Tuesday, November 16, 2010

Modern ruins

Apropos real estate and abandoned places: Ruins of Detroit. Woa. I'll bet people there in the sixties never believed it could come to this! Seriously, anybody would have laughed you out of the room.



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Part of this series. There are several other interesting places.

5 comments:

TC [Girl] said...

Beautiful architecture of many. Sad how things are just abandoned like that but, it seems that the cost of destroying the buildings would be quite high.

The grand(?) piano, on it's side is killing me...as are the books across the room from the desk. :-(

I think Angelina Jolie coulda used that submarine base in 'Salt.' :-(

That NYCity Hall Subway Station is amazing! Here's more on it. (In fact, there are gobs upon GOBS of pictures of the entire station on this site!)

karrde said...

What's weird about Detroit is that the City proper is full of dead space, while the Metro Region isn't. However, almost all the interesting architecture is in the City.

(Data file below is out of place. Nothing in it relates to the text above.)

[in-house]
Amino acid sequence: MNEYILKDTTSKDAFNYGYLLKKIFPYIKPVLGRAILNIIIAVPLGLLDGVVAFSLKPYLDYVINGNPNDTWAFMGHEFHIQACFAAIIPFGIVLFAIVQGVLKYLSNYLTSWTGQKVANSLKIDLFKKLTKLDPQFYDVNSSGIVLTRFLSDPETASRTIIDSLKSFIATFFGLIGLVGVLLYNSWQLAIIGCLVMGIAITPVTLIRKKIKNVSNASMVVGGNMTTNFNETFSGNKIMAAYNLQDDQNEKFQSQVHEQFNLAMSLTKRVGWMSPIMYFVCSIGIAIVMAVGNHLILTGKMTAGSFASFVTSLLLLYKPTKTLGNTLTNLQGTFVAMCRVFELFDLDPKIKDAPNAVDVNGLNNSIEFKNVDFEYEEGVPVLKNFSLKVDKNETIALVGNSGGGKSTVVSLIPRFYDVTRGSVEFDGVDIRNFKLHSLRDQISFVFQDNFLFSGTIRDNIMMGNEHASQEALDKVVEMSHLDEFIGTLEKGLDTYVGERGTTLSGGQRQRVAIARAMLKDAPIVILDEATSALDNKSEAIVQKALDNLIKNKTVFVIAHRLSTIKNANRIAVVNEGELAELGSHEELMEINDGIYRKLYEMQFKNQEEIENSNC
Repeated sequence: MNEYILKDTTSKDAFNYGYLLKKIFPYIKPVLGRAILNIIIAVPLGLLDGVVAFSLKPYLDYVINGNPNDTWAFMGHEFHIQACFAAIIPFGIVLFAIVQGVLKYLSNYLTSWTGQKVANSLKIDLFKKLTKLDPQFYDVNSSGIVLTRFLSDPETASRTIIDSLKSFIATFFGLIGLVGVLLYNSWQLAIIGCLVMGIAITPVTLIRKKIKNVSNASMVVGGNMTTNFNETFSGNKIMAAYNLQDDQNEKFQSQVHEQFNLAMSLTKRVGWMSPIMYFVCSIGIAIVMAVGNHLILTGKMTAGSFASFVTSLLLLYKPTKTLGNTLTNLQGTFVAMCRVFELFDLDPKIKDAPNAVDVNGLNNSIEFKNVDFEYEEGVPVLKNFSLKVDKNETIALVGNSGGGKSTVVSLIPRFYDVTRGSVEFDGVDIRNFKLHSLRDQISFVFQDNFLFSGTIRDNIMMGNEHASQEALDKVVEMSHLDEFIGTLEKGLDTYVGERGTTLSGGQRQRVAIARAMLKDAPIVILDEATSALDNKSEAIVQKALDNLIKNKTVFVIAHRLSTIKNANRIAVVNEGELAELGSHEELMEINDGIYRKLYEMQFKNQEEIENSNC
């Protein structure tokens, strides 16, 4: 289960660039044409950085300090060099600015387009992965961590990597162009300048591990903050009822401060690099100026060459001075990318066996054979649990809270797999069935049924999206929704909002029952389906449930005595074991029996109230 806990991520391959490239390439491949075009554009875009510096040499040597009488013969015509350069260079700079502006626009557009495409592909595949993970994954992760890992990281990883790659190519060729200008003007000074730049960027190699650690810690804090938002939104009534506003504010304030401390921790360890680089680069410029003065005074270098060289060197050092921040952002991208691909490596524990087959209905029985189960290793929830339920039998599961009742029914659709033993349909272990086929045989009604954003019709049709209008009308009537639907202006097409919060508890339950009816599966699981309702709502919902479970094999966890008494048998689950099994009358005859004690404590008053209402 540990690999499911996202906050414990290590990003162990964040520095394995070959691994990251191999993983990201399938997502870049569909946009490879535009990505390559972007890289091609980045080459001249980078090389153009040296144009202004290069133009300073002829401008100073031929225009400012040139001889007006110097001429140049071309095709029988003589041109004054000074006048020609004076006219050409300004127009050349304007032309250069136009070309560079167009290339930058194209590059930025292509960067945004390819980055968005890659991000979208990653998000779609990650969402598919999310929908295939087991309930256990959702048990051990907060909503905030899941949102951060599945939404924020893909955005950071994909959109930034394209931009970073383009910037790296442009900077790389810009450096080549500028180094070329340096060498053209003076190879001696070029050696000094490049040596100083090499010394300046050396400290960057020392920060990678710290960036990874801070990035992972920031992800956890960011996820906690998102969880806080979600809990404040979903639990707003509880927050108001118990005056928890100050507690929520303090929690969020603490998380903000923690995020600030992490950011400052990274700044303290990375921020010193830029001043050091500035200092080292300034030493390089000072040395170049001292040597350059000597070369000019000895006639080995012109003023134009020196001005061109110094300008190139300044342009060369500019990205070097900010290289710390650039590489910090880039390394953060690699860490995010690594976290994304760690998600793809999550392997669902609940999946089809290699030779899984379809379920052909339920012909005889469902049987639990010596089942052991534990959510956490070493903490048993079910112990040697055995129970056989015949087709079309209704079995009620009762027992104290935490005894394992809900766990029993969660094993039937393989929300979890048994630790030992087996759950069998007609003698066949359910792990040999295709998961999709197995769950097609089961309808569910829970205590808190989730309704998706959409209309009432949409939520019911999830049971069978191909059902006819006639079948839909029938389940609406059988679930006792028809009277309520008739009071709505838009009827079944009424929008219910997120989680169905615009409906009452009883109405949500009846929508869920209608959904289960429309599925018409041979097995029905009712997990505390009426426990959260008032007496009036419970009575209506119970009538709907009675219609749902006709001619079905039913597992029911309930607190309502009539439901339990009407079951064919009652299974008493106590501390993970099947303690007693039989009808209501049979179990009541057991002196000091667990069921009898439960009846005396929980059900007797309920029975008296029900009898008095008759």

I think the lower photo in your post is the old Michigan Central Station in Detroit.

Strangely, though I live in the region and know about the general decay of Detroit...I didn't recognize MCS the first time I saw it show up in a movie. One of my fellow movie-goers, who is an amateur photographer, told me.

I guess the site is a favorite among photographers, both for the architecture and the abandoned appearance.

Miserere said...

If it's ruins in Detroit you're interested in, you might like the content of my article and links therein:

The Ruins of Detroit

Photographers Yves Marchand & Romain Meffre have done a great job photographing the abandoned spaces in this city.

Bronislaus Janulis said...

I'm glad Gary made the list; it still amazes me to see the trees growing in that cathedral. I stop every so often in Gary to just wander around and look at beautiful buildings in ruins. Must have been something in the 20's, as long as the wind was blowing out over the lake. The steel mills are all along the lake shore, and until the 70's, the stuff coming out of the stacks would, literally, eat the paint off of a car.

Bron

Dan & Margaret said...

It lives! You need to check out this video series:
http://jalopnik.com/5634031/detroit-lives-johnny-knoxvilles-honest-portrait-of-the-motor-city